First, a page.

Here's the big thing I took away from it:
When you start to make ... anything (a film, a game, anything) it isn't very good. You have to go through a lot of steps to get to good. You can feel you're making progress if you can see it's taking a step forward every three to six months.
So there's some success criteria from the people at Pixar: it doesn't need to be perfect; it just needs to be moving forward regularly. From my experience, there are many ways I can tell one of my projects has taken a step forward, including:
- I've deepened my understanding of the material
- I've found a simpler, more elegant way of expressing the idea
- I've figured out what it's really about
In the last two years the big steps forward have been PLAY, getting comfortable with dating, and free writing (which I'll talk about very soon). Next is the New Thing - which will be coming in five days.
More things I took away from the Pixar talk after the jump ...
Show your stuff everyday. Show it when it's weak, when it's not perfect. Get over the embarrassment of showing your stuff to people.
If the audience knows what the end of the movie is before they start watching it, then you don't have a movie. The same goes for the writer knowing what the end of the movie is before they start writing it. The end can't be inevitable and it can't be obvious. In the presentation, Ed Catmull talks about how the writers needed to change Toy Story 2 so that it wasnt' inevitable that Woody would return to his friends after being kidnapped.
Successful movies are filled with thousands of ideas. And you need to get most of them right. In order to do that, you need a team that works well together, in order to execute those ideas. The goal of development is not to find good ideas; it's to put together teams of people that work together well.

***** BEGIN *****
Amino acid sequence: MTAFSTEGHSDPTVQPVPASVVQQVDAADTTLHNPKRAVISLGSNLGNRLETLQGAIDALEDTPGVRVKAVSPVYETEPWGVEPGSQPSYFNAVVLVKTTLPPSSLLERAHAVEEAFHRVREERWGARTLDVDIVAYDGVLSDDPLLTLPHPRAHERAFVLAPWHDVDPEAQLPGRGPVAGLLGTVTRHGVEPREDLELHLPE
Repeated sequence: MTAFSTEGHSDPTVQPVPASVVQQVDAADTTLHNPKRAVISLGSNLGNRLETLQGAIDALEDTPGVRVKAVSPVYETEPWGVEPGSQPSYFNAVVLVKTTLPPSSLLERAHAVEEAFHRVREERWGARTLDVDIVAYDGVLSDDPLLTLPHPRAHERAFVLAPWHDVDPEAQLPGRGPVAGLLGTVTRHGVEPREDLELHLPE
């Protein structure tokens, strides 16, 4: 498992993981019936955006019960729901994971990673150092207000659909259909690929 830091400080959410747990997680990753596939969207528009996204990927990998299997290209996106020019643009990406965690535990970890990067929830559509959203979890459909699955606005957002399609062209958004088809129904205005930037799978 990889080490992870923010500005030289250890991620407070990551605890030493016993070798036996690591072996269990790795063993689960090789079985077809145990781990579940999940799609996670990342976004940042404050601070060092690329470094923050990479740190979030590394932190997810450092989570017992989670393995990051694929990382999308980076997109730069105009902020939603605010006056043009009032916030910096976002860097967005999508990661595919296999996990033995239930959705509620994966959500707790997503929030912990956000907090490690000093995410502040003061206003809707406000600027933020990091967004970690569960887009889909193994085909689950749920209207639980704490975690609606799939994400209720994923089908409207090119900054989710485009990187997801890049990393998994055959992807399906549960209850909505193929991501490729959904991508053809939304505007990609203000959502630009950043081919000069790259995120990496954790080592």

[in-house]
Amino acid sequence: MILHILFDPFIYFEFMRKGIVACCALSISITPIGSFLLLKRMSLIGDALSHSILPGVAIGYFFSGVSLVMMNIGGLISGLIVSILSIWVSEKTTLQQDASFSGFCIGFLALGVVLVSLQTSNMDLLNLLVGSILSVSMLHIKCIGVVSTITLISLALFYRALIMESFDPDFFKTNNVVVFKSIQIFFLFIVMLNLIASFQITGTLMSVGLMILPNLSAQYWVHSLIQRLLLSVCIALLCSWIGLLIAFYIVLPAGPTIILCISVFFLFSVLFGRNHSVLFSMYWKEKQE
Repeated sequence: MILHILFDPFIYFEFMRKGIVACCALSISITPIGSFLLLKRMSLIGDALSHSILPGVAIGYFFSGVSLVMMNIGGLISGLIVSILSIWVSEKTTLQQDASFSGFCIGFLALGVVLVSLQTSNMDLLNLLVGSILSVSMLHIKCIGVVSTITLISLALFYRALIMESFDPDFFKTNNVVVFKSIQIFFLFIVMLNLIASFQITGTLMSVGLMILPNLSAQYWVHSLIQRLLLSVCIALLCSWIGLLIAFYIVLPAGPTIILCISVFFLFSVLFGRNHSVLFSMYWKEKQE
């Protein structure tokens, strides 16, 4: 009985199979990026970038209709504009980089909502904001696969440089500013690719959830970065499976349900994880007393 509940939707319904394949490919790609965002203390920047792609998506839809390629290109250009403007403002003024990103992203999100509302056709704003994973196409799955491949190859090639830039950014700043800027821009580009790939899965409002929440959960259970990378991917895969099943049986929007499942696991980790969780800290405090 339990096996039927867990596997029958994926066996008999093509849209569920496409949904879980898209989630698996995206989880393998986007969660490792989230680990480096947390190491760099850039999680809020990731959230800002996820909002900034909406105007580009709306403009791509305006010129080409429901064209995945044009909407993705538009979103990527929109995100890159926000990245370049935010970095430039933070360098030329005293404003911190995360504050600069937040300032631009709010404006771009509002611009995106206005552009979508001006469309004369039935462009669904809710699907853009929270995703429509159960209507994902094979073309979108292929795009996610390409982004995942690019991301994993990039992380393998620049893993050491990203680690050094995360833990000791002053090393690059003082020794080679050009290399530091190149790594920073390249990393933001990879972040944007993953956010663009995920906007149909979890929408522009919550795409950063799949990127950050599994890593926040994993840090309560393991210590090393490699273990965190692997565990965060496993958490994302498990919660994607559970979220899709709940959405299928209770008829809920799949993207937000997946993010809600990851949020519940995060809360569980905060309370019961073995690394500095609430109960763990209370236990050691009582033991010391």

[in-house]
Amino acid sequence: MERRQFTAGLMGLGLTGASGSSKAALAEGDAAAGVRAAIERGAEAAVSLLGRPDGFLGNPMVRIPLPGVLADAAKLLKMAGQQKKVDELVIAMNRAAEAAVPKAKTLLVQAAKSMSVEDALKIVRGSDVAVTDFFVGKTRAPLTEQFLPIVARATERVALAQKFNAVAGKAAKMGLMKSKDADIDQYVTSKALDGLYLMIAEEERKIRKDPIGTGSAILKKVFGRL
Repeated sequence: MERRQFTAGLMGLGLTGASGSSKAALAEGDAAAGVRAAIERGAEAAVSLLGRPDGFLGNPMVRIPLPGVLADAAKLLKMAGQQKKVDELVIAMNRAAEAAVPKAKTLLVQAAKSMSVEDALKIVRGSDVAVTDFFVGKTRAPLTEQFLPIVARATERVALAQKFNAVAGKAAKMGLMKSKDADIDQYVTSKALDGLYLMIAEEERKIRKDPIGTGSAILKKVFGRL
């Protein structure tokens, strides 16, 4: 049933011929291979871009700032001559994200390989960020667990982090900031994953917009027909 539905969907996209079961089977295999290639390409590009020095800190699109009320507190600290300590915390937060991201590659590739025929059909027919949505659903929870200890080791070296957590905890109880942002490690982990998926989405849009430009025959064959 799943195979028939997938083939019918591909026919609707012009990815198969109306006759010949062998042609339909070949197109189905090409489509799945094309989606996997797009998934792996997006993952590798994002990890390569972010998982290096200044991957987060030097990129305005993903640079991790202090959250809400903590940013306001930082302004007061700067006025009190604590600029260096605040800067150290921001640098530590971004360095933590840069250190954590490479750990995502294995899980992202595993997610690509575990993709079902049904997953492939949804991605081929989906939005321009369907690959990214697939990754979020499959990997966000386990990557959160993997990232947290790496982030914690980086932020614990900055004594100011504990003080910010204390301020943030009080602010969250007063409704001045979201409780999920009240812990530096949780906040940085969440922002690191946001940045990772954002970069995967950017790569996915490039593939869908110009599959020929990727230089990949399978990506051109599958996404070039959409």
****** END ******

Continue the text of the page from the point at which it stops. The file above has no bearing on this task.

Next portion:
Successfully creating something involves showing it to people when it's incomplete. Then you make
adjustments and show it again. Doing this starts to lessen your freakout at showing people work that isn't perfect. It also means you finish it quicker, because you're making corrections as you go rather than presenting a single 'finished' thing that inevitably needs to be completely reworked.
You get your first project out and it'll be a mess. But it's only a failure if you don't learn from it.
In a high performing team, about one-third of the stuff you do will be wrong.
Success hides problems. For example, when you're healthy you can get away with doing a lot of unhealthy stuff. Success means you're not motivated to 'dive deep' and look for the problems.
... So you need to constantly review. You need to make itsafe for people to tell the truth. And you need to dig deep to find the truth. And you need to do it because human organisations are inherently unstable. But they fall slowly. Most people don't notice it happening until it suddenly collapse. ... So you have to do constant assessments to look for the slow crises, for the ways your organisation (or your life, maybe) are already falling apart.
The New Thing starts in 5 days.